In the interval between 1803 and 1815 twelve campaigns had deprived France of upwards of a million of men ; and had consumed

than 6,000,000,000 of francs, or 240,000,0001. sterling. Two invasions by her enemies had taken from her all her recent conquests, and destroyed or consumed on her very territory to the amount of 1500,000,000 francs of her actual substance or produce in houses, manufactures, instruments, and animals indispensable to agriculture, manufactures, or commerce.

Between 1815 and 1818, 200,000 foreign



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soldiers had remained encamped on her soil, and 1500,000,000 of francs of indemnity had been paid to her conquerors. Thus in twelve years 9,000,000,000 of francs (360,000,0001. sterling) were drawn from the productive industry of France, and lost for ever.

In less than nine years, that is to say, from 1818, these injuries, great and profound as they were, have been recovered from. The population of France has increased since the peace 2,500,000 souls. The houses and farm buildings demolished by the enemy have been rebuilt; the contributions have been paid ; the live stock of the countries shows an augmentation of 5,000,000 head of sheep, and of 400,000 horses, since the period of the invasion. A year of scarcity had occurred immediately after the return of the Bourbons, but in the following year France recovered from the effects of this calamity, and her losses were repaired. The products of the soil of France in 1812, may be thus stated :* Wheat

51,500,200 hectolitres.t Rye

30,290,161 Maise

6,302,316 Buckwheat

8,409,473 Barley

12,576,603 Oats

32,066,587 Potatoes

19,800,741 Wine

35,000,000 In the last fifteen years the produce of agriculture in France has increased more than a tenth, and its total annual amount may be stated at 5,313,000,000 francs, made up as follows: Wheat, annual produce valued francs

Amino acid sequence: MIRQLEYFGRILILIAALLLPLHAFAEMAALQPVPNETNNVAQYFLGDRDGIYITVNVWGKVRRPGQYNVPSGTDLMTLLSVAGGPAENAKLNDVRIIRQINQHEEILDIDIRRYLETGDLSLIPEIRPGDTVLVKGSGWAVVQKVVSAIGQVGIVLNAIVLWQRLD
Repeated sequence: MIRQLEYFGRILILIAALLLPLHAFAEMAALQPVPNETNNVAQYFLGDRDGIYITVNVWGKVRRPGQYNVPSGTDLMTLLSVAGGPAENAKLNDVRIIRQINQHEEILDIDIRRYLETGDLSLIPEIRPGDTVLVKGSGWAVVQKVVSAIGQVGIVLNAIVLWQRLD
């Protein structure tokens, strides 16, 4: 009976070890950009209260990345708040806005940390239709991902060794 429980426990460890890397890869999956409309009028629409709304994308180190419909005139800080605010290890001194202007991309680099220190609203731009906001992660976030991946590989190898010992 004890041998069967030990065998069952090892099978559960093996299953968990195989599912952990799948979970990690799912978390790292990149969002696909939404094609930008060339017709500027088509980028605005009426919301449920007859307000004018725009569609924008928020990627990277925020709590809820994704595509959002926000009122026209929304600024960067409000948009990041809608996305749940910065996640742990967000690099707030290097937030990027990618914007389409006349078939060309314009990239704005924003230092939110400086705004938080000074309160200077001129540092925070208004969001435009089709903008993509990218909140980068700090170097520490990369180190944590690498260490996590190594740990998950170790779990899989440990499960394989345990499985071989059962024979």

927,000,000 Rye

363,482,000 Maise

75,628,000 Buckwheat

50,457,000 Barley

125,766,000 Pulse

32,375,000 Potatoes

59,402,000 Oats

288,600,000 Millet, and other small grain

6,619,000 Vines

718,942,000 Hemp

30,942,000 Flax

19,000,000 Oil

70,000,000 Tobacco

7,000,000 Hops

17,000,000 Wood

141,440,000 Chestnut plantations

8,120,000 Orchards

21,540,000 Field fruit-trees

64,620,000 Gardens

169,800,000 Fodder

350,000,000 Manufactures, however, have in France made much greater progress than agriculture. The foreign occupation had subjected them to immense losses, especially in the northern and western departments, where establishments which employed several hundreds of hands had

* M. le Comte Chaptal on French Industry.'

+ The hectolitre is equal to 2.84 Winchester bushels, or in wine to 26} gallons, imperial measure.


been completely destroyed. These losses have not only been repaired, but have been succeeded by an opulence previously unknown.

In 1812, the manufactories of France worked 35,000,000 of killograms* of French wool : they now use 42,000,000, besides 8,000,000 of foreign wool. In 1812, the quantity of cotton spun in France was only 10,362,000 killograms : in 1825, the quantity spun was 28,000,000, The manufacture of silk, also, has increased considerably, and the population of Lyons (an infallible sign of the prosperity of this branch of industry) has increased 50,000.

Thus the progress of manufacturing has in France surpassed that of agricultural industry; this, again, has been exceeded by that of industry employed in the working of minerals.

In 1814, the manufacture of iron in France amounted to 100,000,000, killograms; in 1825, it reached 160,000,000 of killograms. In 1814, there were extracted from the mines of France 1,000,000,000 killograms of coal (houïlle); in 1825, the produce was upwards of 1,500,000,000, an increase of one half.

The produce of French industry is now estimated at 1,770,000,000, francs, composed of the following branches, at a calculation in round numbers : Thrown silk, silk stuffs, gauzes, crapes

150,000,000 Cloths and woollen stuffs

240,000,000 Linen cloth of hemp and flax, and thread lace 200,000,000 Stationery

25,000,000 Cotton

200,000,000 Lace

10,000,000 Metallic substances, iron, brass, steel, copper, lead 115,000,000 Coal, and other produce of mines and quarries

30,000,000 Watch and clock making

30,000,000 Goldsmith's work and jewellery